Dotcom spars with studios over assets
Kim Dotcom and a collection of Hollywood's largest music and film studios that have filed a lawsuit against the internet entrepreneur are trying to agree on conditions for keeping Dotcom's assets frozen in a bid to avoid another lengthy and expensive hearing.
Four music studios recently joined six Hollywood film studios in their bid to freeze Kim Dotcom’s assets.
The application was made pending the outcome of two other lawsuits, one lodged by the studios against Dotcom in April and one court of appeal case filed by the Crown to keep Dotcom's assets frozen.
Warner Music Group, UMG Recordings, Sony Music Entertainment and Capital Records are the music studios involved.
The six film studios involved are Twentieth Century Fox Film Corporation, Disney Enterprises, Paramount Pictures Corporation, Universal City Studios Productions, Columbia Pictures Industries, and Warner Bros Entertainment.
At today's hearing in the High Court at Auckland Justice John Fogarty said a contested hearing on the studios' grounds for the freezing orders would mean using the High Court's "scarce resources".
The film studios' lawyer Mark Gavin and the music studios' lawyer Matt Sumpter said the application was an important matter in principle that should be argued.
However, Dotcom's lawyer Robert Gapes said a hearing on the matter would be "unnecessary and unwarranted".
"It's just a complete waste of everyone's time."
For now Dotcom's assets remained frozen and Gapes said his client had offered to continue with the status quo as long as the studios put up security for costs, to cover costs if they were unsuccessful in their case, and security for the undertaking to cover damages Dotcom could incur due to the freezing orders stopping his access to capital if it turned out the freezing order was wrongly imposed.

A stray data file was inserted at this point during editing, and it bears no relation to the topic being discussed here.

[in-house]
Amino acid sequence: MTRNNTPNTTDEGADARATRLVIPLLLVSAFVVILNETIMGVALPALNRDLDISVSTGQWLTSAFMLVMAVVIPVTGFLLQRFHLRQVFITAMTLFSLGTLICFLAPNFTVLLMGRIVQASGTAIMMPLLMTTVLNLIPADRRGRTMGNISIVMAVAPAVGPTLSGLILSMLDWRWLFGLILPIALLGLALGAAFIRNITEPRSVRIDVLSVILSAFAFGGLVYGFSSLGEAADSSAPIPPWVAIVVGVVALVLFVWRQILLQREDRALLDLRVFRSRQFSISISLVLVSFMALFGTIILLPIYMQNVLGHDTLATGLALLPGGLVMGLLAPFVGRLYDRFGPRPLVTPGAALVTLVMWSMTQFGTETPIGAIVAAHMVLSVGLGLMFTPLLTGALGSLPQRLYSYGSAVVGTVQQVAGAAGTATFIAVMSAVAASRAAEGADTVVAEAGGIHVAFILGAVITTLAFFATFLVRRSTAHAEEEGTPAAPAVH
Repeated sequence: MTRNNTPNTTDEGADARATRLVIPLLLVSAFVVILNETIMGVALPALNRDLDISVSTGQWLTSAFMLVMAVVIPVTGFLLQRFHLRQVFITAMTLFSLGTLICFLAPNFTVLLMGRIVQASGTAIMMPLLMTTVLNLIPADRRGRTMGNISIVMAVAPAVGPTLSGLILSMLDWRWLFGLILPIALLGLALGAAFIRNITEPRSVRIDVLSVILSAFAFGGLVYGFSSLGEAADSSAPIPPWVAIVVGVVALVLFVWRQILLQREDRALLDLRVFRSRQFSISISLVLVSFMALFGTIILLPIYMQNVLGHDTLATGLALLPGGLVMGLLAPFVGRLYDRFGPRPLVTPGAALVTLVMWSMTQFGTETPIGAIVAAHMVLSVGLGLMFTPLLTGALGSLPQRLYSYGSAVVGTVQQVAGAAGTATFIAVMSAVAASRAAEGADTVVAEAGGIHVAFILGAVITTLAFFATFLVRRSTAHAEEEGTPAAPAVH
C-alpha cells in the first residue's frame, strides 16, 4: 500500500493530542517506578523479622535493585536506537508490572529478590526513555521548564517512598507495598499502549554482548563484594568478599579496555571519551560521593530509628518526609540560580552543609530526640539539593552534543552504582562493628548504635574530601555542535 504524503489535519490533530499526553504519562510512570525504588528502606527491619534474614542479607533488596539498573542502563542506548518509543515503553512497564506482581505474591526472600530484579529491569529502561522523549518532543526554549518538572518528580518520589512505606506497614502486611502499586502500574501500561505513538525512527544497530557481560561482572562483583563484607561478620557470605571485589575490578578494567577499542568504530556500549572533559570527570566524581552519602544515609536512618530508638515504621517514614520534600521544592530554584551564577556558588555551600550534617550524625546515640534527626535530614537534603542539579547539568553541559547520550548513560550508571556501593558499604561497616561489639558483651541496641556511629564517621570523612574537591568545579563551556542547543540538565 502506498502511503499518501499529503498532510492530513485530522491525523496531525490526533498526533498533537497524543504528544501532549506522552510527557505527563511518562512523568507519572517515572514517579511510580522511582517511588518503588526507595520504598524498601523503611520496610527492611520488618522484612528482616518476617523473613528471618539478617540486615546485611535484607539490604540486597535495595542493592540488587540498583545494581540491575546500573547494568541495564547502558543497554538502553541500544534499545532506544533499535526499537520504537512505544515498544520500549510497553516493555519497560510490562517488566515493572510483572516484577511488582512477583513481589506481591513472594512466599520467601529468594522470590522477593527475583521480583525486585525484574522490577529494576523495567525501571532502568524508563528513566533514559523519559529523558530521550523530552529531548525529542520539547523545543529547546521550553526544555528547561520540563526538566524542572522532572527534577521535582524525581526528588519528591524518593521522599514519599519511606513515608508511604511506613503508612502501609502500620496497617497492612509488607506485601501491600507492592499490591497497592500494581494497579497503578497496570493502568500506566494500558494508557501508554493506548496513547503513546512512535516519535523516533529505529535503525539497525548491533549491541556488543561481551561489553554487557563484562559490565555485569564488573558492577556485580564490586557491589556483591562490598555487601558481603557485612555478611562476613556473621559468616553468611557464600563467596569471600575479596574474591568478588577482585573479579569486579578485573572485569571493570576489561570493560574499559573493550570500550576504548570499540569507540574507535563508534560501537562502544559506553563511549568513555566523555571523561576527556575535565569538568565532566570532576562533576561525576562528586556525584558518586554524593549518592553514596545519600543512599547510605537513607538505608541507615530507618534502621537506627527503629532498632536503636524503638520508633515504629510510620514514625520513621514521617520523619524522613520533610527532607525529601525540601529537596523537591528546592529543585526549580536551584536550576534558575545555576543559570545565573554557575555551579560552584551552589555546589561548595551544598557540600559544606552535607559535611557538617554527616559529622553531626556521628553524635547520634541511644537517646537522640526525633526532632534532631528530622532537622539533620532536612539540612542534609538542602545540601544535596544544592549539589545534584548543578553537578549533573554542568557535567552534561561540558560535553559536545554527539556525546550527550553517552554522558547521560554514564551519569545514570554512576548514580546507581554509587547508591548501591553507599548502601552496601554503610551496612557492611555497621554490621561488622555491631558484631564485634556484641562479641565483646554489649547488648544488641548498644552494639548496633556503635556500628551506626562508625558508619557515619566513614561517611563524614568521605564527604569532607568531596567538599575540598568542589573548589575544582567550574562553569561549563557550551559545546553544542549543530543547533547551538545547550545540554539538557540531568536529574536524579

Dotcom was asking for $250,000 in security from the film studios and $250,000 from the music studios.
Justice Fogarty said the $500,000 in security was "peanuts" for some of the wealthiest corporations in the United States.
"On the total scale of the media industry we're talking small change."
The case has been adjourned until June 26 to give the parties time to try and independently agree on conditions.
This comes as a separate New Zealand action to keep Dotcom's assets frozen is set to go another round in the courts.
Dotcom's assets were seized during the 2012 raid on his Coatesville mansion near Auckland, and the High Court last month denied the Crown's application to extend the freezing orders while he awaits an extradition hearing.
The Crown has appealed that decision, and that is to be heard on July 30.
In April the film studios filed a law suit against Dotcom in the US District Court for the Eastern District of Virginia, alleging Dotcom had "facilitated, encouraged, and profited" from illegal file-sharing on the Megaupload site.
The studios have also filed applications to freeze Dotcom's money in the United States and Hong Kong.
If the studios are successful in their application it would stop Dotcom legally disposing of his assets if they were released to him.
Meanwhile, Dotcom will be heading to the Supreme Court on Wednesday and Thursday to appeal a Court of Appeal decision that ruled the raid on his mansion was legal, following an earlier High Court decision that deemed the raid to be illegal.
The US Government is seeking to extradite Dotcom to face charges of copyright conspiracy, racketeering and money-laundering allegedly carried out by his file-sharing company, Megaupload.